As part of the Company’s philanthropy portfolio for HIV/AIDS and a partnership with the HIV Collaborative Fund, Johnson & Johnson supports Mama’s Club, a group that offers psychosocial support to HIV-positive mothers and pregnant women in Uganda. Mothers attend community outreach meetings where they learn how to prevent the transmission of HIV/AIDS and connect with each other for emotional and social support, and participate in peer-to-peer counseling and support groups to reduce the stigma and discrimination often associated with the disease.

Here, the photographer portrays the sunlit room where young children enjoy the camaraderie of these community-based meetings. Their mother looks on from her seat behind. Though not the focus of the image, the mother’s adoration is apparent in pose and expression.

(Photographer: Myriam Abdelaziz, a Johnson & Johnson – International Center of Photography Fellowship recipient)

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August 11th, 2009

Caring for Your Eyes

From Peg Achenbach, O.D., Senior Director Professional & Medical Affairs, Johnson & Johnson Vision Care, Inc.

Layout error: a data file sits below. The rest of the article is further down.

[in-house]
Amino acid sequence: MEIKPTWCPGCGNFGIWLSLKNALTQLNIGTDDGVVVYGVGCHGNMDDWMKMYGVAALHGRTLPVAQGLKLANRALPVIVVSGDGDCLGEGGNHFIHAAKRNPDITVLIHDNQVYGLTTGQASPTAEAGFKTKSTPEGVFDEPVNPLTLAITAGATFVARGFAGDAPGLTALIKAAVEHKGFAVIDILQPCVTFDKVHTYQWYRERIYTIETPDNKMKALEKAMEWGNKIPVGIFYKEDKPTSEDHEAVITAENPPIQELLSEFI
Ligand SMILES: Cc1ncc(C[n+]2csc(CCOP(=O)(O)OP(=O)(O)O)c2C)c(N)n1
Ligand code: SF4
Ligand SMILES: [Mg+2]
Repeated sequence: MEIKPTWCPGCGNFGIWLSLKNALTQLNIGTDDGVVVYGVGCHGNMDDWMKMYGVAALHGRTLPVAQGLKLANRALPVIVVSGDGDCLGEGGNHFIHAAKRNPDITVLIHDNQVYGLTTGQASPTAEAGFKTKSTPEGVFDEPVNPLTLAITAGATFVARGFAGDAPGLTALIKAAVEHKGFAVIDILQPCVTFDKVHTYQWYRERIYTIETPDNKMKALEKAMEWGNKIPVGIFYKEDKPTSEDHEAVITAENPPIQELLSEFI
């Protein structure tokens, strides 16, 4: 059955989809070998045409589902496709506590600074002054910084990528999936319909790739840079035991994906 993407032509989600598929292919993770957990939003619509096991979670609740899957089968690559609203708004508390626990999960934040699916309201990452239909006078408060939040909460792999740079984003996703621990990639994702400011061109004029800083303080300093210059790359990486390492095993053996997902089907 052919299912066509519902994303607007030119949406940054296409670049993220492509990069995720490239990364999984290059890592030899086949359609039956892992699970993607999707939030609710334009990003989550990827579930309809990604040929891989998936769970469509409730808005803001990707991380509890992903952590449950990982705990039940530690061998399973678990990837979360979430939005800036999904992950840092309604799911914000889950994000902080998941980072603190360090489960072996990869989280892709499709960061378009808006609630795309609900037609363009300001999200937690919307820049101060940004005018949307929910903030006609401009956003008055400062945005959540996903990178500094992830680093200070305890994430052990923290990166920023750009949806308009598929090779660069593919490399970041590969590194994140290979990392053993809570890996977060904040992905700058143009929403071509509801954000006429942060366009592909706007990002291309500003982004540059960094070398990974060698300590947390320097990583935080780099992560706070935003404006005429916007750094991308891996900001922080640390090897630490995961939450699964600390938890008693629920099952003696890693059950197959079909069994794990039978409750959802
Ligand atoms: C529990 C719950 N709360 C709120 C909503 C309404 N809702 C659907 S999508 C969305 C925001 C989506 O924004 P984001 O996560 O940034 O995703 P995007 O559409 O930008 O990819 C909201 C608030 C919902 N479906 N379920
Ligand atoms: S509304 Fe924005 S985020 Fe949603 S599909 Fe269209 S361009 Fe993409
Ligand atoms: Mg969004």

Across the world, there is a common misperception that seeing well translates to good eye health. However, even people with perfect vision can be affected by serious eye diseases.

According to a new survey from The Vision Care Institute, Global Attitudes and Perceptions About Vision Care, many adults and children do not visit an eye care professional for a comprehensive exam. Additionally, one-in-three parents/caregivers have never taken their child under 18 years of age for any type of vision assessment. The findings reveal that adults in Brazil, the United Kingdom, Italy, and the Unites States report high rates of comprehensive eye exams, while lower rates are reported in China, Singapore, Japan, and Russia.

Given the importance of comprehensive eye exams, I was very concerned by these findings. A comprehensive eye exam is different than a vision screening, which is a type of screening that children may receive at school or may be part of a driver’s test to detect vision deficiencies. A comprehensive eye examination, on the other hand, is conducted in an optometrist or ophthalmologist’s office. Eye care professionals check for vision correction needs in addition to determining overall eye health.